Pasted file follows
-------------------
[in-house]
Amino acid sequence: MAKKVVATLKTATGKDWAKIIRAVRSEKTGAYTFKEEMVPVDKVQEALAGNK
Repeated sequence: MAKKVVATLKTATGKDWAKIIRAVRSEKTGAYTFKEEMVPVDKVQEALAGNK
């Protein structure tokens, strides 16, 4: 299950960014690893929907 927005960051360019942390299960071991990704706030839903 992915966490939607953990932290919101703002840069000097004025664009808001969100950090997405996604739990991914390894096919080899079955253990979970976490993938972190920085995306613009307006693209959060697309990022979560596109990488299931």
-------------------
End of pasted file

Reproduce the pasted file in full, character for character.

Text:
[in-house]
Amino acid sequence: MAKKVVATLKTATGKDWAKIIRAVRSEKTGAYTFKEEMVPVDKVQEALAGNK
Repeated sequence: MAKKVVATLKTATGKDWAKIIRAVRSEKTGAYTFKEEMVPVDKVQEALAGNK
């Protein structure tokens, strides 16, 4: 299950960014690893929907 927005960051360019942390299960071991990704706030839903 992915966490939607953990932290919101703002840069000097004025664009808001969100950090997405996604739990991914390894096919080899079955253990979970976490993938972190920085995306613009307006693209959060697309990022979560596109990488299931």